Blackstone is the largest owner of rental housing in the United States. With Tenants Together, the Anti-Eviction Mapping Project is releasing this map of Blackstone owned properties in California on February 11, 2015 - an international day of action coordinated with PAH solidarity groups in New York and Barcelona fighting against displacement by Blackstone.
Blackstone spends roughly $100 million a week on foreclosed properties in USA. They buy properties that have lost value, and wait for the value to increase. They also buy rental properties, where they raise rents as much as they can and evict tenants without hesitation. The Blackstone Group was founded by Stephen Schwarzman (#42 on the 2014 Forbes 400 Billionaire list) and Peter G. Peterson who served as the U.S. Secretary of Commerce
According to public records, Blackstone owns over 4000 single family homes in California. They have also moved to purchase multi-family buildings at the end of last month. It concerns us because this is yet another example of consolidated wealth in our society, and most of the markets Blackstone is buying in, have very few tenant protections. Most notably, single-family homes can’t be subject to rent control according to California state law (Costa Hawkins Act). What we have seen so far is Blackstone-Invitation Homes placing more of the burdens of home ownership on tenants, without any of the benefits. We haven’t seen mass evictions or rent increases, but without tenant protections against these things, it’s something we fear when they decide to get out of the rental market, or that they’re not getting enough “return on their investment.” In California, their presence has been most felt in Sacramento.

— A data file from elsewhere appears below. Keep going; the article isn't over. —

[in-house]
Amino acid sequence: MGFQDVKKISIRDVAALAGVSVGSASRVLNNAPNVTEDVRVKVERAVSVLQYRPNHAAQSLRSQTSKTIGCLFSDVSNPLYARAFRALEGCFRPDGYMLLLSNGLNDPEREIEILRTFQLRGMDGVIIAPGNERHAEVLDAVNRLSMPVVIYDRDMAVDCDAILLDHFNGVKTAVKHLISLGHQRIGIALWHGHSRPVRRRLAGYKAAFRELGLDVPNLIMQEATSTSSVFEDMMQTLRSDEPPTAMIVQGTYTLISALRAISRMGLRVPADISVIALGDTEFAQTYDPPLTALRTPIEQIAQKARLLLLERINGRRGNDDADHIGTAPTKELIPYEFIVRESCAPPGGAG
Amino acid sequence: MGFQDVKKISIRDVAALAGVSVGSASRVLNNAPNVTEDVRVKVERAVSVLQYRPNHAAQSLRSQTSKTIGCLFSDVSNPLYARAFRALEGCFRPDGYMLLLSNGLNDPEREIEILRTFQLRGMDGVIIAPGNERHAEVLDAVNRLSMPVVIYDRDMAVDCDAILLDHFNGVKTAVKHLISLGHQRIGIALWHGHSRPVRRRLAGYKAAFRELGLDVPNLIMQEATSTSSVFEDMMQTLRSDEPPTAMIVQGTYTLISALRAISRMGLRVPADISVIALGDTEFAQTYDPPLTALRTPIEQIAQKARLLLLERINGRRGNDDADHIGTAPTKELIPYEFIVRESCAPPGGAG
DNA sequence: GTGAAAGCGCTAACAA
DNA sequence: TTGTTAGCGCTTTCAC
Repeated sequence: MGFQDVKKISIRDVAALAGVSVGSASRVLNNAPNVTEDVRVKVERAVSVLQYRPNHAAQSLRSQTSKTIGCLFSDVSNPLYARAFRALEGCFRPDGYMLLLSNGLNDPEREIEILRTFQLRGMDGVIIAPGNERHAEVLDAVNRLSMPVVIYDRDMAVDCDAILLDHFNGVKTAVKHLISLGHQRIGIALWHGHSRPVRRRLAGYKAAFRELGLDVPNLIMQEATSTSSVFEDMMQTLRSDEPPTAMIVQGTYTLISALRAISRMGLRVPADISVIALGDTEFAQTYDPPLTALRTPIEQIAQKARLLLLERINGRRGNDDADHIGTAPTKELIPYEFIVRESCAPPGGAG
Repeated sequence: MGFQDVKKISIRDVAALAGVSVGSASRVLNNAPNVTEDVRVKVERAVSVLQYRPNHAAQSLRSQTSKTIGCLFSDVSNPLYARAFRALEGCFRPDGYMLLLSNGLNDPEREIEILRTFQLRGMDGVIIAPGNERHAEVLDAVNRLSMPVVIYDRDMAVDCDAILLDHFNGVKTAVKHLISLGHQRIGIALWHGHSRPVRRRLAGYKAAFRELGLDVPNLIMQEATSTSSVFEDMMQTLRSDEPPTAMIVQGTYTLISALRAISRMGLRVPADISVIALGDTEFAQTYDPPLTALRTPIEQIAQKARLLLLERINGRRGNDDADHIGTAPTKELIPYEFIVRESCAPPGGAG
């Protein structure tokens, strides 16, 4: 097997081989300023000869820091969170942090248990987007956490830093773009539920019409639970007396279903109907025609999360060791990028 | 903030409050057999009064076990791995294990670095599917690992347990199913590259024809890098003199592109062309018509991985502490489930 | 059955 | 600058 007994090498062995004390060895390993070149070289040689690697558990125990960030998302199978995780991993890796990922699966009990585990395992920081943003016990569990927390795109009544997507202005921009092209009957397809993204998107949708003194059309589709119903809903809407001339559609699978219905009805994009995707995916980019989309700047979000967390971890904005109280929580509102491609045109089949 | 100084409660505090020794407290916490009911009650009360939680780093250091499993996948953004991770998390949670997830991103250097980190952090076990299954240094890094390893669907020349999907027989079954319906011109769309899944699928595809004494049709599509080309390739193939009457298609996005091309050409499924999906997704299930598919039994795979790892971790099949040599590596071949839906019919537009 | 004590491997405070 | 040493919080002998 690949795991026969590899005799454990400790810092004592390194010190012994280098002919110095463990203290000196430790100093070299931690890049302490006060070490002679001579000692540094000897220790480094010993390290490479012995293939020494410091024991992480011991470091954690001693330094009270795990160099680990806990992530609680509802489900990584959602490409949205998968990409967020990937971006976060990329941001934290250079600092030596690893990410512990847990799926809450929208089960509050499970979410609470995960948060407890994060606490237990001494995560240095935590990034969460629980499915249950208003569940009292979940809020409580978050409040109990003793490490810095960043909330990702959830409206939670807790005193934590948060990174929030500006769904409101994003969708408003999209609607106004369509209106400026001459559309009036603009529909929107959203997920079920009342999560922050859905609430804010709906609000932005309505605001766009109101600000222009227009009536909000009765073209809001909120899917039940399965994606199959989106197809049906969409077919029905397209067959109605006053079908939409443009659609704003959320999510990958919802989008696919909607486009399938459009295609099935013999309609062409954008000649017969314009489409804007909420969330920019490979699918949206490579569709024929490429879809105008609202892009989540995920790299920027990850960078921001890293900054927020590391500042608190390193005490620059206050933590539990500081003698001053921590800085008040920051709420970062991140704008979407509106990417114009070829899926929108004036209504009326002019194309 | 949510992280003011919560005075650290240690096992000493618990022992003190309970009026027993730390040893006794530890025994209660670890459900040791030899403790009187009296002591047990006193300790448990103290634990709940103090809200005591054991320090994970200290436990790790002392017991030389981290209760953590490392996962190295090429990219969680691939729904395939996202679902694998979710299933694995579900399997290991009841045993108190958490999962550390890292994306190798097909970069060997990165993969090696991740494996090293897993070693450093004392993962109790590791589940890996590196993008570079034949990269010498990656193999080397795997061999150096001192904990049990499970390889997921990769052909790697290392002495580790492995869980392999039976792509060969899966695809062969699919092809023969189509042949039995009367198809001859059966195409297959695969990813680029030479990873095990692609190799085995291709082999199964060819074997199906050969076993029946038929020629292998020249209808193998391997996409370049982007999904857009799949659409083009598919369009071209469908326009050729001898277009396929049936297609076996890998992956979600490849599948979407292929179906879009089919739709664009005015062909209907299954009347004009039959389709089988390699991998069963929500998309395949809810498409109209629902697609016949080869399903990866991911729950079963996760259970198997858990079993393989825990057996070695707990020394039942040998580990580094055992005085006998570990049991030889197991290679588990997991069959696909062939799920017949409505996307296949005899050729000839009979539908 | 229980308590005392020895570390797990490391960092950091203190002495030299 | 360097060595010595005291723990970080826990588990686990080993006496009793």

Tenants Together is concerned with the new trend of Wall Street investors buying up single-family homes and managing them as rentals on a massive scale. Property management of hundreds of thousands of single-family homes by institutional investors is a new business model, and we are concerned what widespread adoption of this model means for tenants. What kind of landlords are these investment companies? Are they charging fair rents and security deposits? How do they measure up with industry standards for managing properties and making repairs? Tenants Together is conducting a statewide survey on the tenant experience with these Wall Street landlords and will release a report later this year. Get on our email list at www.tenantstogether.org to be sure to get the results.
Last year in Spain, Blackstone decided to expand their business. After Spain’s housing bubble popped in 2008, about 50,000 families have been losing their housing every year due to unaffordable mortgages. Despite fair housing being a constitutional right in Spain, the government has not protected residents from Blackstone's ruthless speculation. Blackstone has been buying many houses of people that are struggling to pay rent, when one quarter of the population are unemployed and half are youth. Blackstone and other "vulture funds" are even buying public housing where the most vulnerable residents live. Madrid's local right wing government sold 5,000 of these apartments to Goldman and Blackstone. The government told tenants their rental conditions would remain the same. But now (surprise!) many tenants have received demands for higher rent, many have been threatened with eviction, and some have already been evicted. Blackstone has recently bought all the housing from Catalunya Bank, an institution that received 12 billion euros ($15.4 billion) of taxpayer's money as a bail out. PAH activists consider this to be nationalizing the bank."These homes belong to the people," not Blackstone, says Maka Suárez, a member of PAH.